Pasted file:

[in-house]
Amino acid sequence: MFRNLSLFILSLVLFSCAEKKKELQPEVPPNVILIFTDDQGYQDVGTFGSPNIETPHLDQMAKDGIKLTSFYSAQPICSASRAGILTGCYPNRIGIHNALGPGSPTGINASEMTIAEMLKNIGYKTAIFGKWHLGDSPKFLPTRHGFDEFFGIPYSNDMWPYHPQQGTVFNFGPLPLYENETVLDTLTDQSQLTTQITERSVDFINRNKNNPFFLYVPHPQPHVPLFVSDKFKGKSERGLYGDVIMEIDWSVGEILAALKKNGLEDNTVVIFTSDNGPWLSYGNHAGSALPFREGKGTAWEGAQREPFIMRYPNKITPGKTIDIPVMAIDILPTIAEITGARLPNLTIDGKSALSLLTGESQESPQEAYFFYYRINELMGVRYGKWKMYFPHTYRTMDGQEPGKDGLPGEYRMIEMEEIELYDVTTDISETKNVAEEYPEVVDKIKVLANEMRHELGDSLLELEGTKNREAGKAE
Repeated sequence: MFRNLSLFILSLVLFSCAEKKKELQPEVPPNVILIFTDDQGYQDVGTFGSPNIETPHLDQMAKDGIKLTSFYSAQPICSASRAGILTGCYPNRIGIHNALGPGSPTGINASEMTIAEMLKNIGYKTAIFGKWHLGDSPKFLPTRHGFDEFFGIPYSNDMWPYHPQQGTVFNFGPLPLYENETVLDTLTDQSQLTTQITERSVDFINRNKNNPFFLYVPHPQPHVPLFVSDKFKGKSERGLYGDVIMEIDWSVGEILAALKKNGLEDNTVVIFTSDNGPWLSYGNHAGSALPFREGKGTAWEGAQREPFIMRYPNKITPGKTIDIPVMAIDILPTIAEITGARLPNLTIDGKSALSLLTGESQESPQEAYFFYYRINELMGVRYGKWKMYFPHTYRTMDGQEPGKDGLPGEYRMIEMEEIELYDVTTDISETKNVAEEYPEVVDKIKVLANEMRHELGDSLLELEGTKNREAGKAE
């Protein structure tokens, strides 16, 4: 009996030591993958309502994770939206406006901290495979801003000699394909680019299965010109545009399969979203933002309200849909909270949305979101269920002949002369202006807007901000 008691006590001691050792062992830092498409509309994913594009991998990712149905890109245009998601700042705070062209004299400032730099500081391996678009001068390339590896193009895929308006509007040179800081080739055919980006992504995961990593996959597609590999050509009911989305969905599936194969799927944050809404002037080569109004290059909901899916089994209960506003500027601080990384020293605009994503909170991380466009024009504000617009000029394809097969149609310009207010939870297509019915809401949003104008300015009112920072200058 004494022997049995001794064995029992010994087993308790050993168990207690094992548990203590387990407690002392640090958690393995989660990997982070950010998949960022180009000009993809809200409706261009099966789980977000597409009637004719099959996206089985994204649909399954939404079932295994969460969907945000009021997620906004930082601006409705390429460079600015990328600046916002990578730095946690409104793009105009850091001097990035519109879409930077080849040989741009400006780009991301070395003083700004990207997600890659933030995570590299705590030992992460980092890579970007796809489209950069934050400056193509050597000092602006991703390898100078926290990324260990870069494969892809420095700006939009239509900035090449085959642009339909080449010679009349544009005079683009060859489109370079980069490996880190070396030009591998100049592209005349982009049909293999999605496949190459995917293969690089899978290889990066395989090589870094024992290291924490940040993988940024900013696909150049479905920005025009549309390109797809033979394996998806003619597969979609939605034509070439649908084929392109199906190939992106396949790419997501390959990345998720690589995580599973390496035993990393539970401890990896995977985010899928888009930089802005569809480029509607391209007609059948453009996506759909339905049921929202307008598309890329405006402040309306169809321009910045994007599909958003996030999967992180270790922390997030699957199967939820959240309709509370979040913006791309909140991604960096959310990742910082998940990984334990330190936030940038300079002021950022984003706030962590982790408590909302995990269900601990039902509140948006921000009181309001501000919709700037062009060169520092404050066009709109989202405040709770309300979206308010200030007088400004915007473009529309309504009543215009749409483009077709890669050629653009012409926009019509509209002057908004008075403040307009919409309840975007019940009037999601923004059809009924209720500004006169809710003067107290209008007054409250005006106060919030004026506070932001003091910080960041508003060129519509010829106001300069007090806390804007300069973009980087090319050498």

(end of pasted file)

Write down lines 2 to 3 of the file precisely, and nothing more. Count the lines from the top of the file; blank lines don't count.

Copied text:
Amino acid sequence: MFRNLSLFILSLVLFSCAEKKKELQPEVPPNVILIFTDDQGYQDVGTFGSPNIETPHLDQMAKDGIKLTSFYSAQPICSASRAGILTGCYPNRIGIHNALGPGSPTGINASEMTIAEMLKNIGYKTAIFGKWHLGDSPKFLPTRHGFDEFFGIPYSNDMWPYHPQQGTVFNFGPLPLYENETVLDTLTDQSQLTTQITERSVDFINRNKNNPFFLYVPHPQPHVPLFVSDKFKGKSERGLYGDVIMEIDWSVGEILAALKKNGLEDNTVVIFTSDNGPWLSYGNHAGSALPFREGKGTAWEGAQREPFIMRYPNKITPGKTIDIPVMAIDILPTIAEITGARLPNLTIDGKSALSLLTGESQESPQEAYFFYYRINELMGVRYGKWKMYFPHTYRTMDGQEPGKDGLPGEYRMIEMEEIELYDVTTDISETKNVAEEYPEVVDKIKVLANEMRHELGDSLLELEGTKNREAGKAE
Repeated sequence: MFRNLSLFILSLVLFSCAEKKKELQPEVPPNVILIFTDDQGYQDVGTFGSPNIETPHLDQMAKDGIKLTSFYSAQPICSASRAGILTGCYPNRIGIHNALGPGSPTGINASEMTIAEMLKNIGYKTAIFGKWHLGDSPKFLPTRHGFDEFFGIPYSNDMWPYHPQQGTVFNFGPLPLYENETVLDTLTDQSQLTTQITERSVDFINRNKNNPFFLYVPHPQPHVPLFVSDKFKGKSERGLYGDVIMEIDWSVGEILAALKKNGLEDNTVVIFTSDNGPWLSYGNHAGSALPFREGKGTAWEGAQREPFIMRYPNKITPGKTIDIPVMAIDILPTIAEITGARLPNLTIDGKSALSLLTGESQESPQEAYFFYYRINELMGVRYGKWKMYFPHTYRTMDGQEPGKDGLPGEYRMIEMEEIELYDVTTDISETKNVAEEYPEVVDKIKVLANEMRHELGDSLLELEGTKNREAGKAE